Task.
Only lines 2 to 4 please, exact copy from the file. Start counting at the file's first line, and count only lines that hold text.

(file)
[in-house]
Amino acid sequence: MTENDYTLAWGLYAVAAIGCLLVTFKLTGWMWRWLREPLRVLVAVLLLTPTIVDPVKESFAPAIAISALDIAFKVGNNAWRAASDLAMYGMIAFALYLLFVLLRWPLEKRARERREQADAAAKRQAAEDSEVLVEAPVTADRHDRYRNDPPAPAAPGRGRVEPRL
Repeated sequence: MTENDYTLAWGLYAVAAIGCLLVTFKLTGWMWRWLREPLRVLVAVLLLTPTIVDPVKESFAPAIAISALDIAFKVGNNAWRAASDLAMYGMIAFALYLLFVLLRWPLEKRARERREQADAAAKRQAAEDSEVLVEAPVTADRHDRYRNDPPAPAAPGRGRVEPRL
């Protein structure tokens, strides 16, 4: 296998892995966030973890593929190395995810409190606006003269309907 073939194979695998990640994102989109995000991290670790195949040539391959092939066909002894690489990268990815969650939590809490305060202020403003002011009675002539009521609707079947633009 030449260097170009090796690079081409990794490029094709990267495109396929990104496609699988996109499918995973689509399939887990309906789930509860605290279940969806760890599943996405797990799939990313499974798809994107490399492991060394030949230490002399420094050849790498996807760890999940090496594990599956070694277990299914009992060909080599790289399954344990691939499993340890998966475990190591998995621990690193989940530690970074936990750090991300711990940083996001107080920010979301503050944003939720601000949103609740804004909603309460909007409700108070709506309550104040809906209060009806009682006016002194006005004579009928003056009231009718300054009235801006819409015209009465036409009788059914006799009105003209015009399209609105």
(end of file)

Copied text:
Amino acid sequence: MTENDYTLAWGLYAVAAIGCLLVTFKLTGWMWRWLREPLRVLVAVLLLTPTIVDPVKESFAPAIAISALDIAFKVGNNAWRAASDLAMYGMIAFALYLLFVLLRWPLEKRARERREQADAAAKRQAAEDSEVLVEAPVTADRHDRYRNDPPAPAAPGRGRVEPRL
Repeated sequence: MTENDYTLAWGLYAVAAIGCLLVTFKLTGWMWRWLREPLRVLVAVLLLTPTIVDPVKESFAPAIAISALDIAFKVGNNAWRAASDLAMYGMIAFALYLLFVLLRWPLEKRARERREQADAAAKRQAAEDSEVLVEAPVTADRHDRYRNDPPAPAAPGRGRVEPRL
């Protein structure tokens, strides 16, 4: 296998892995966030973890593929190395995810409190606006003269309907 073939194979695998990640994102989109995000991290670790195949040539391959092939066909002894690489990268990815969650939590809490305060202020403003002011009675002539009521609707079947633009 030449260097170009090796690079081409990794490029094709990267495109396929990104496609699988996109499918995973689509399939887990309906789930509860605290279940969806760890599943996405797990799939990313499974798809994107490399492991060394030949230490002399420094050849790498996807760890999940090496594990599956070694277990299914009992060909080599790289399954344990691939499993340890998966475990190591998995621990690193989940530690970074936990750090991300711990940083996001107080920010979301503050944003939720601000949103609740804004909603309460909007409700108070709506309550104040809906209060009806009682006016002194006005004579009928003056009231009718300054009235801006819409015209009465036409009788059914006799009105003209015009399209609105």